If we pray in harmony with rhythms and patterns of the cosmos, especially the cycles of the the sun, the moon and the stars, then the whole person, body and soul, is conforming to the order of heaven. The daily repetitions, the weekly, monthly and season cycles of the liturgy allow us to do just that. In his book, the Spirit of the Liturgy, Pope Benedict XVI calls our apprehension of this order, when we see the beauty of Creation a glimpse into 'the mind of the Creator'. This conformity in prayer opens us up so that we are drawing in the breath of the Spirit, so to speak, as God chooses to exhale. It increases our receptivity to inspiration and God’s consoling grace and leads us more deeply into the mystery of the Mass.

Also, participation in the Liturgy of the Hours is an education in beauty. It impresses upon our souls the order of the cosmos and so enhances our creativity. Whatever your discipline, ideas that are in harmony with the natural order are more likely to occur to you in your daily work. For example, I wrote about how awareness of the symmetry of the natural order has already aided scientific research, in the field of particle physics, in a previous article called Creativity in Science through Beauty.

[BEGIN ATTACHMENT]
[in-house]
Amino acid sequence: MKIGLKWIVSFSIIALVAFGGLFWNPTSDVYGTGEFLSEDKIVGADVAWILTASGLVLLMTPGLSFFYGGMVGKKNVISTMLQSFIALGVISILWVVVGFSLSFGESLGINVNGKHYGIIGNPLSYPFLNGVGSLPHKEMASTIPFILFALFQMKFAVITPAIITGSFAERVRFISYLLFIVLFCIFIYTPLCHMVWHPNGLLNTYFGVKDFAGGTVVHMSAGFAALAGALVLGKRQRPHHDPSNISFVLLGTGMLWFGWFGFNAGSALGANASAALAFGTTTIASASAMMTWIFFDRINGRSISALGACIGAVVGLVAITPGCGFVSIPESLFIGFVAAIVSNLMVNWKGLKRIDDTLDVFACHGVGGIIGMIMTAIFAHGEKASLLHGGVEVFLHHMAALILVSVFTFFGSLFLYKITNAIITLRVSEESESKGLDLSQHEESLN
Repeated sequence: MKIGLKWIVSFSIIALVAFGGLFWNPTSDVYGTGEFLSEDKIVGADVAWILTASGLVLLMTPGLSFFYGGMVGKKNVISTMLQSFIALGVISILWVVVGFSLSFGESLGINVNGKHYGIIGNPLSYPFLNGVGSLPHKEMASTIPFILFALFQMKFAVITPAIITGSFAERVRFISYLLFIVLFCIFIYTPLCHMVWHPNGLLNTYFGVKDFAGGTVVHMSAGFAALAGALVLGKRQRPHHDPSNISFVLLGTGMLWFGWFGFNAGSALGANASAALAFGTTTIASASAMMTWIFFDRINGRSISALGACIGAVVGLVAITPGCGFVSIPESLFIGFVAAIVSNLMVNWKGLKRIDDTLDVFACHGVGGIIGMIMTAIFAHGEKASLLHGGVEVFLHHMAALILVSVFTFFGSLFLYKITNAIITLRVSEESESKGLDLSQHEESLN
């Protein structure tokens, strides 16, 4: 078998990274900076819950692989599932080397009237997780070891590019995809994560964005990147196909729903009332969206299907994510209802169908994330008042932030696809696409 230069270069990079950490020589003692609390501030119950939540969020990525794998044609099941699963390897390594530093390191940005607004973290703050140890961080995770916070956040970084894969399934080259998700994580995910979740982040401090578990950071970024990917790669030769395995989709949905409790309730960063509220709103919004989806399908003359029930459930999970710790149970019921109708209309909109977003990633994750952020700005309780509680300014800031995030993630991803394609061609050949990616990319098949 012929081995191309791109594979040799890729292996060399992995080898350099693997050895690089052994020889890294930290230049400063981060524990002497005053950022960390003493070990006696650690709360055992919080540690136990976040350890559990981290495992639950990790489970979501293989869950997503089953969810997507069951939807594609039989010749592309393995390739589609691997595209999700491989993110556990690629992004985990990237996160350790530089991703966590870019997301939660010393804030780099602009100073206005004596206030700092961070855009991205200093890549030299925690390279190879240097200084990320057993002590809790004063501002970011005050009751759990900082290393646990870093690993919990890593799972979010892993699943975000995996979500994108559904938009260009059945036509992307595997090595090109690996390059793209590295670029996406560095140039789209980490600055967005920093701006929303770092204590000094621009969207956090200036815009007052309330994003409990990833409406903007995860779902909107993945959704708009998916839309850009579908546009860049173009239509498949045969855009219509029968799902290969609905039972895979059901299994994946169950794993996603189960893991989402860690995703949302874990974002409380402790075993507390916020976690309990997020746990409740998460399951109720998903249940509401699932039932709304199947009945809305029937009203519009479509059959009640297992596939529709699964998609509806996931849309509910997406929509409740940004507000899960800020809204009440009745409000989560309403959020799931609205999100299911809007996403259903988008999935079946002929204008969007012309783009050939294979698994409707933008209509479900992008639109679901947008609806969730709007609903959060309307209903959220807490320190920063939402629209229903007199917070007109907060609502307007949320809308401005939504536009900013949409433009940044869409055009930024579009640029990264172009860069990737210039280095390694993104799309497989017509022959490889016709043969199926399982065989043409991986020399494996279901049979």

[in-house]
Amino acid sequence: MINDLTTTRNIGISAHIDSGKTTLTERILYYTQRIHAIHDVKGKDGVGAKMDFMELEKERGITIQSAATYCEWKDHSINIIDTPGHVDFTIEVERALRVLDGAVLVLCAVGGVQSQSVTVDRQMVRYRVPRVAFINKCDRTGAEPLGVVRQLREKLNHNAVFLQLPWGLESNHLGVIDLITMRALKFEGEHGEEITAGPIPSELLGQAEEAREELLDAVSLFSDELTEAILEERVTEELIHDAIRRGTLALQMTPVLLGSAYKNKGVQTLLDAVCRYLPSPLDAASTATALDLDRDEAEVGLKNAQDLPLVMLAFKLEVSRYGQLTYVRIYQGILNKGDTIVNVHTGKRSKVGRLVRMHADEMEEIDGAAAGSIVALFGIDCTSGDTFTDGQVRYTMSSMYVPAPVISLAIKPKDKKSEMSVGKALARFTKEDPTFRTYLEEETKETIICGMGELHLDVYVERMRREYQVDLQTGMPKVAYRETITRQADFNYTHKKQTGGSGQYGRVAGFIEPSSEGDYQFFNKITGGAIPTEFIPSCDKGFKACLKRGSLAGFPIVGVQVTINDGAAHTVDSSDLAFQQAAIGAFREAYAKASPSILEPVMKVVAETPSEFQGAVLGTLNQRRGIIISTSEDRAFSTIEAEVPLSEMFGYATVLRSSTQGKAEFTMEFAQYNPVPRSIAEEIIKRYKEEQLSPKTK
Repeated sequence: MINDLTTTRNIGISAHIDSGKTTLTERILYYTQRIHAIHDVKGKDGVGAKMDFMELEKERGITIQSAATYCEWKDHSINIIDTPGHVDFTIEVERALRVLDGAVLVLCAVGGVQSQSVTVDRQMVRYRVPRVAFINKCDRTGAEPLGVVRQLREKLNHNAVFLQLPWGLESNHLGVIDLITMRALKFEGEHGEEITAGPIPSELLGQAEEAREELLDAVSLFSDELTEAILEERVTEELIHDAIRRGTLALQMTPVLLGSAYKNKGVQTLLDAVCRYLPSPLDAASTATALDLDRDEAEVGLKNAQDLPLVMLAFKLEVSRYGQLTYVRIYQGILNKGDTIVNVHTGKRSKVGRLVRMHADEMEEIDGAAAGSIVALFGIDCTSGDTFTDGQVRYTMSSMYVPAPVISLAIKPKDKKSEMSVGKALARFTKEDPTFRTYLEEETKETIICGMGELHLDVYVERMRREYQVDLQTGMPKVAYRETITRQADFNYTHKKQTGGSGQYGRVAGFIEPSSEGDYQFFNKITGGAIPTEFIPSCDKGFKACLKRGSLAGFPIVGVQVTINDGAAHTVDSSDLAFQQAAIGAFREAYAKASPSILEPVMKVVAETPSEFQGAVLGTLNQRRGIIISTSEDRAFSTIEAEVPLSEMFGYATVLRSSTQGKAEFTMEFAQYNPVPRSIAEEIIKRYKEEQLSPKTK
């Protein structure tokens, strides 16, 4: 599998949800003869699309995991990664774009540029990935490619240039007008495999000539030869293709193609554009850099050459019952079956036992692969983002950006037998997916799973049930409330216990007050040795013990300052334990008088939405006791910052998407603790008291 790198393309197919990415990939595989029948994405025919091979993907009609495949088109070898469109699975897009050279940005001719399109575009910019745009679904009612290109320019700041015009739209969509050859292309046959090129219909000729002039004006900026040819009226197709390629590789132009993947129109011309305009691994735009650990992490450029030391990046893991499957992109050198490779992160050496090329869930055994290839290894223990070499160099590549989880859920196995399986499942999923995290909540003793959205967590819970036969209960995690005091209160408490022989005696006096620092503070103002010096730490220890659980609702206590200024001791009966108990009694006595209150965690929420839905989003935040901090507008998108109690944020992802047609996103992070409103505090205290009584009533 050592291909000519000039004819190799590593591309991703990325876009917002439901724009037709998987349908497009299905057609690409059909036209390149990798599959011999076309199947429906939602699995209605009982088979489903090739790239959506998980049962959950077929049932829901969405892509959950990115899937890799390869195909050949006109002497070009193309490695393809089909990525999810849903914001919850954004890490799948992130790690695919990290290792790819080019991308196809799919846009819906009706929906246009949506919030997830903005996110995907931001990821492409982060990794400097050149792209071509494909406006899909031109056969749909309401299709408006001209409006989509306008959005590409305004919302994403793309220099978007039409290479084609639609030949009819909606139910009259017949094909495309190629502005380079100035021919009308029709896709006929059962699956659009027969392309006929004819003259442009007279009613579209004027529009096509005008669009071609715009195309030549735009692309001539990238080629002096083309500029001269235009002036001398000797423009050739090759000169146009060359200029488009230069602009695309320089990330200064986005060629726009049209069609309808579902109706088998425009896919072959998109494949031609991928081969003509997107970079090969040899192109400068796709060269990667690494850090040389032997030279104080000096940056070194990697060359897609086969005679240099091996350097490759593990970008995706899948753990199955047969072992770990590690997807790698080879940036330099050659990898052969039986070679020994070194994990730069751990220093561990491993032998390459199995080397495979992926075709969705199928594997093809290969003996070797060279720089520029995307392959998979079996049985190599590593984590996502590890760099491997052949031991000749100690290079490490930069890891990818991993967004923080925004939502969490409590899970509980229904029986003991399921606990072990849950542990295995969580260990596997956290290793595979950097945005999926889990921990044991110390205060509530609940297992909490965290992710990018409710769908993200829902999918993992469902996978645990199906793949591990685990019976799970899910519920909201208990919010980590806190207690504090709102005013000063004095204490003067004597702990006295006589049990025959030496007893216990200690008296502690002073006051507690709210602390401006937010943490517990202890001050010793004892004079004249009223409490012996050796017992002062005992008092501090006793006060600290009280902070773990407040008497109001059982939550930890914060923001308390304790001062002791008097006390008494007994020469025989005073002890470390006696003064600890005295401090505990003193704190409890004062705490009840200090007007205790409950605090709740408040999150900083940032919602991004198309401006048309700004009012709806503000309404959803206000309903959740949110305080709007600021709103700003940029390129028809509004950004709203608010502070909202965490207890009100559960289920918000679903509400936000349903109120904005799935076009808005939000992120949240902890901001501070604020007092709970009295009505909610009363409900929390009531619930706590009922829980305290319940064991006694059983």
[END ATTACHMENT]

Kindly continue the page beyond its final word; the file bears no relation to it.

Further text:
Those who want to learn about this can approach any priest or religious (ie monk or nun) and ask them what they do. Alternatively, the Way of Beauty summer retreats at Thomas More College of Liberal Arts teach us how to pray the Liturgy of the Hours and how you can realistically incorporated it into a busy working or family life. It also teaches us just how the heavenly order that permeates traditional Western culture and can again in the future. Those who are interested in more information about this should go here.

For a longer essay on this read The Cosmic Liturgy and the Mind of the Creator.

The painting at the top is Fra Angelico and the frescoes below are by Giotto. Note the stars in the sky. This is not just a device by an interior designer to make the space seem bigger by creating the illusion that there is no roof. This is deliberately encouraging in us the sense that the cosmos is praying with us and that the heavens point us to Heaven.